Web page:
"And it's just that I don't want her to feel self-conscious about how she looks with or without her glasses, and I know that this isn't creche and that as a school teacher you have a whole class to look after and you can't see everything and it's not your job to monitor all of these things and I probably shouldn't have come to you but I was just worried about her...."
I trailed off, as my five-year-old's teacher looked blankly at me. It was September, my daughter had just started in junior infants, and this was my first one-to-one interaction with her teacher.
She continued to look confused, then her expression changed and she answered "Oh I remember that, but it was a different girl, that didn't happen to your daughter at all"
I was hugely relieved and completely mortified at the same time.
|image credit theseaisfull.blogspot.com|
My new childminder had confided in me the previous evening that the girls in the class had been telling my daughter that she looked strange without her glasses and that my daughter was sad about it.
My daughter has a turn in her eye and is not really aware of it herself, so this was an entirely plausible event and one which of course caused my heart to break immediately. Hence my approaching the teacher the following afternoon. As it turned out, it was indeed another girl in the class and the kids had been saying she looked different (but not strange) - I established this when I casually asked my five year-old about it later.
So just something that was lost in translation as English is not my childminder's first language. But something which caused me huge upset for twenty-four hours, and an element of humiliation after speaking to the teacher. Ms. W was very nice about it but I was sure she was thinking that each year there's one over-reactive mum who comes in about every tiny incident real or imagined, and this year it was to be me.
Of course I completely avoided doing anything but smiling inanely at Ms. W for the next three months, to prove that I wasn't "that mum" (do we ever stop trying to impress teachers?)
After this and some other teething problems, my childminder and I have found a rhythm and it's going really well. She is kind and gentle with my children, especially the baby. She reads with them, paints, bakes, cooks dinner for them (and for us! that's nearly the best bit) and puts up with all the stroppiness that comes from my two wannabe-princesses on cold, dark, Winter afternoons when there's nowhere to go and all the markers have run out again.
But it took time to get to this place, and it wasn't an easy journey. Finding someone in the first instance was a stomach-churningly worrying experience. The pressure!
Having had my children in creche for four years and then switching to a childminder who comes to my house, I can vouch for the fact that choosing a childminder is a far, far tougher job. With a creche you have the inbuilt trust that comes with any established business or brand - you know they probably wouldn't still be in business and charging the equivalent of a second mortgage if they weren't looking after children properly. You know that even if there's one carer who is not up to the required standards; it's not a problem - the creche manager will take care of it. The staff have qualifications and are mostly looking to progress their careers in childcare. They are on-show to parents every day. Safety in numbers I guess.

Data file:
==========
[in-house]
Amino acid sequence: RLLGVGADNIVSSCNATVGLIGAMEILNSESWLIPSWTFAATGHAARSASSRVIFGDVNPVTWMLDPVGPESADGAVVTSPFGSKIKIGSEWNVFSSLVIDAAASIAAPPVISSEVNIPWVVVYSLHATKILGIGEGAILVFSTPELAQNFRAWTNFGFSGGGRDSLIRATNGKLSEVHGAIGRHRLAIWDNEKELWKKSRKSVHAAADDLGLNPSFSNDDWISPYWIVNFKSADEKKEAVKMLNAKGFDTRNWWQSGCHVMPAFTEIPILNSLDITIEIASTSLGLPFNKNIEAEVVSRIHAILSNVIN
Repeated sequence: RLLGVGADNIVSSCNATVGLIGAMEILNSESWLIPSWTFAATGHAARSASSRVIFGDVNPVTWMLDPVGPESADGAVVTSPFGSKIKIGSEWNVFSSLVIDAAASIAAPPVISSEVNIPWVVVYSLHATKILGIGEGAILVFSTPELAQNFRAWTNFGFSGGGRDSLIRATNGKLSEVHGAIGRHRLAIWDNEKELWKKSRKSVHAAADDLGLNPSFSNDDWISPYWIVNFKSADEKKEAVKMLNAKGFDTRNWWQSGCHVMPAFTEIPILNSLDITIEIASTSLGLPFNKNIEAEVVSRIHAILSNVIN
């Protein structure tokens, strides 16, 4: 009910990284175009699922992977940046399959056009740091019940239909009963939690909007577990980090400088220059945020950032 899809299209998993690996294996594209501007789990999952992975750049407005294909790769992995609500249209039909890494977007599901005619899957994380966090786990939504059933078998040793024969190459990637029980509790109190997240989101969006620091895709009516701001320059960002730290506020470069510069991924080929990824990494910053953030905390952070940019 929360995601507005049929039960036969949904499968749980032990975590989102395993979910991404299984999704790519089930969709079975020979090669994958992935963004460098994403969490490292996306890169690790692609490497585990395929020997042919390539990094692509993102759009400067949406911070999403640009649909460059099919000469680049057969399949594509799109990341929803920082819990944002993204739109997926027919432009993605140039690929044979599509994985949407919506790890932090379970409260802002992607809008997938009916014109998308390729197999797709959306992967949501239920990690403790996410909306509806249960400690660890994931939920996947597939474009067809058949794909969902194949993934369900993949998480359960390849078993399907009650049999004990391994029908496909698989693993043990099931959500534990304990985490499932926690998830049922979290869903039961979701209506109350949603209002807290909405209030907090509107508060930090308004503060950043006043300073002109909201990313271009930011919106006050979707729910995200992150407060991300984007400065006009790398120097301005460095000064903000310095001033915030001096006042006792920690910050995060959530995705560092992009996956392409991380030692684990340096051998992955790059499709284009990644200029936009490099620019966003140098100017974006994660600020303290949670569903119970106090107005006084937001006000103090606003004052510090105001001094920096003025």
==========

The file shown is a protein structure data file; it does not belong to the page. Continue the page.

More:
But choosing a childminder to come to your own home and look after your children...no manager to help, no monitoring, no clue really.
Unless you have a personal recommendation or go with someone you know yourself already, it's a leap of faith.
I remember going for coffee with a very wise friend just after my childminder started, and wringing my hands, worrying about everything that could go wrong. My friend pointed out quite rightly that you could drive yourself mad imagining every awful scenario, every accident, every injury, so best to just put them out of your head and go with it. So I do. Most of the time.
|image credit townofsouthportnc.com|
My wise friend also talked about the compulsion to tidy your house before your nanny arrives, and an e-card she had read saying "yes, your babysitter is judging you!". It's so true - I am off work this week, and my 15 month old has a rainbow of bruises across his forehead from stumbles and trips over the last few days. All I can think is that I need them to fade before Monday, or my childminder will wonder just what the hell I've been doing in her absence.
Just as long as she doesn't leave anytime soon - we've come this far and quite apart from the kids missing her, I'm getting very used to having dinner cooked...
Labels: child, childcare, childminder, coffee, teacher, The everyday family life posts